Wednesday, April 23, 2008

Ambac update...

S&P says the 1Q loss won't impact Ambac's rating, claiming that the loss was within their projections. It isn't on their website yet. More commentary as it becomes available.

6 comments:

Anonymous said...

S&P should go down with Ambac

ngogerty said...

Reality has a way of interrupting even the most fantastic of dreams and delusions.

gramps said...

Well the credit markets must have bottomed again, because Credit Suisse just wrote off about $5.2 billion, which once again was more than the genius Wall Street analysts were expecting.

Considering that many of these analysts work for the companies doing the write offs, one might expect them to be a little more tuned in to the chaos around them... Evidently, they are still sugar coating their "research"

New home sales are back down to the level they were at before Easy Al Greenspan started spewing excess credit in all directions. New home sales are actually right at their long term average (taken from 1963-1993) -- hardly the disaster of biblical proportions that Bernanke or Wall Street claims.

The question is whether new home sales will continue to fall (to below trend) since we have had 10-15 years of way above trend growth... huge home inventories suggest this is a strong possibility -- but whoops! Bernanke has already fired off almost all his ammo trying to prevent simple reversion back down to the mean. Short of causing a real US dollar crisis, there is not much he can do if (when?) things actually go below long term trend.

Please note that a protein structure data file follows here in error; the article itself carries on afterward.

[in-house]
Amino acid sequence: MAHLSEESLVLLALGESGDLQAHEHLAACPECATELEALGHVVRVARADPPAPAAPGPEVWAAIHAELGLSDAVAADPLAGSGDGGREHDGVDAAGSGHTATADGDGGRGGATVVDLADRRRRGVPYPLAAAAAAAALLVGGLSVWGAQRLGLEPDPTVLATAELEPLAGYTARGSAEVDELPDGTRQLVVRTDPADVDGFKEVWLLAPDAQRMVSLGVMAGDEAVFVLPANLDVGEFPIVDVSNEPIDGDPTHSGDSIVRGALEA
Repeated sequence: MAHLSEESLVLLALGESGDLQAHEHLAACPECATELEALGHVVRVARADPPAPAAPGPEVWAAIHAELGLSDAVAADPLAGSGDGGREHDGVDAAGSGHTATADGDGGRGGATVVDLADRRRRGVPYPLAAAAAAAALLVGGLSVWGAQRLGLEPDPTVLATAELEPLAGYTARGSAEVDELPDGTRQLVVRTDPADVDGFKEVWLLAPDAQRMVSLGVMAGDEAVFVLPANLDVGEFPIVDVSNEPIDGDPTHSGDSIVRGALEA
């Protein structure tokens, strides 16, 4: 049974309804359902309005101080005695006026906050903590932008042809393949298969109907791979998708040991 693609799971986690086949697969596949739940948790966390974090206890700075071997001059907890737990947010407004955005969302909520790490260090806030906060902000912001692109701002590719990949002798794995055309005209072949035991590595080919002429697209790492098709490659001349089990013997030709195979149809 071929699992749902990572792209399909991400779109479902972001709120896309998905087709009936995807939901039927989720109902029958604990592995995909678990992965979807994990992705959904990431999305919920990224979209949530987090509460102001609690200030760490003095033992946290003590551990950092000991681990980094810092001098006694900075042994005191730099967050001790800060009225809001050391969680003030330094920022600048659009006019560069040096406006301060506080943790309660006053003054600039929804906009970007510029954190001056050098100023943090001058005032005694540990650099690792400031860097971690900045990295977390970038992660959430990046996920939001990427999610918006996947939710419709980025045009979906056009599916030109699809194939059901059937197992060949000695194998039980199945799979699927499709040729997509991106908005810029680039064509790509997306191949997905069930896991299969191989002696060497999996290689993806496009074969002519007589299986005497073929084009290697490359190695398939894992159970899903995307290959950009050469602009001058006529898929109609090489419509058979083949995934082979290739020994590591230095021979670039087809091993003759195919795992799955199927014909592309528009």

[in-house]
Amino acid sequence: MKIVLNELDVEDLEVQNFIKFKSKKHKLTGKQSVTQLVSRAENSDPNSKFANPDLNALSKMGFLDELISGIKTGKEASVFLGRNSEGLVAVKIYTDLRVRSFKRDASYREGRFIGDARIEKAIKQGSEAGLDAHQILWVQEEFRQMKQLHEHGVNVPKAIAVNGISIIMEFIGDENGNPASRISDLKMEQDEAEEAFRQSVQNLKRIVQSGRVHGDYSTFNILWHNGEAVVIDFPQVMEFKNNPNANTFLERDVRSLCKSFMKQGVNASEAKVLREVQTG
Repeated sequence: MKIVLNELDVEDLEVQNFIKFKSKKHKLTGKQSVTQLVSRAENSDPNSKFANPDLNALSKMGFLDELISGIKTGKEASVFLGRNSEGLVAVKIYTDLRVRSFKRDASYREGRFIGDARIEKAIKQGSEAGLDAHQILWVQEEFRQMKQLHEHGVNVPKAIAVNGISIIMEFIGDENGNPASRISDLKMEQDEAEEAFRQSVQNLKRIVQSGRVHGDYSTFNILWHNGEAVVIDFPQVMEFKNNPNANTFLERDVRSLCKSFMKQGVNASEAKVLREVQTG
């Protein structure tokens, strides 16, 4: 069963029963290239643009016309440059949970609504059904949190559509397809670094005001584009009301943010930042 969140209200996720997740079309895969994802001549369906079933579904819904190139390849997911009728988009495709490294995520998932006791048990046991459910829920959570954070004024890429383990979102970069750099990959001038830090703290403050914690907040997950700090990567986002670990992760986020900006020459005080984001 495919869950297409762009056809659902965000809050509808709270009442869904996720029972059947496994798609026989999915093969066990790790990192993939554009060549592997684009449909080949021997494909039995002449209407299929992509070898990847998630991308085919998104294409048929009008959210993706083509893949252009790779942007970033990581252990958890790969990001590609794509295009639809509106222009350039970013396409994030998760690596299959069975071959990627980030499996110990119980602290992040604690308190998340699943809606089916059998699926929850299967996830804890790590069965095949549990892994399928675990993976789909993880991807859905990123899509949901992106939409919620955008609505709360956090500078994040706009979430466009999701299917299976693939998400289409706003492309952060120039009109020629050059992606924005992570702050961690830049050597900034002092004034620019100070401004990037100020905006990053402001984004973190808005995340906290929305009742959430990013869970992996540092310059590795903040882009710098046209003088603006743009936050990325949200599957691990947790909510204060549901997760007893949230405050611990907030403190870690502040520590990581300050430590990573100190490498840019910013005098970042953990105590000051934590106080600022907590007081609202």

And speaking of Ambac -- evidently their "risk officer" has identified what may be "suspicious transactions"; cases where FICO scores and LTV amounts and delinquencies don't conform with Ambac's "models". The implication in the news reports is that there might be fraud involved. Perhaps so, but an even more obvious implication is that Ambac's delinquency models were tuned toward the "standard" risks (reasonable FICO scores and a significant down payment so the borrower has skin in the game). Faced with large numbers of borrowers with 5% down (or less), the model isn't very useful in predicting delinquency.

But even though Ambac was unable to properly model their losses (with access to the underlying paperwork) -- somehow we are to believe that S&P was able to model it without the same access to documentation?

Something smells a little fishy...

gramps said...

quick follow up: apparently one of the "suspicious transactions" highlighted by Ambac is a deal with Bear Stearns from April 2007...

Who wants to bet whether this deal is in the rats nest that the Fed bought a month ago?


...And please don't tell us this is off the Fed's books-- its not even an SIV. The Fed gets the profits and the losses (beyond $1 billion that JPM could take)-- not even the most gullible members of Congress accepted that the Bear assets werent effectively on the Fed's balance sheet.

eh said...

I think this move was already priced in to S&P's current credibility level.

Eckalectic said...

The credibility of a "AAA" rating on a company with a stock price less than 1/3 of the amount per share they LOST last quarter is nonexistent.

The emperor has NO clothes.

But still the market rises...Buy Buy Buy Boo-yah!

Jimmy did have a good title for his RealMoney piece today though:

"Hope Springs Eternal When You Have No Memory"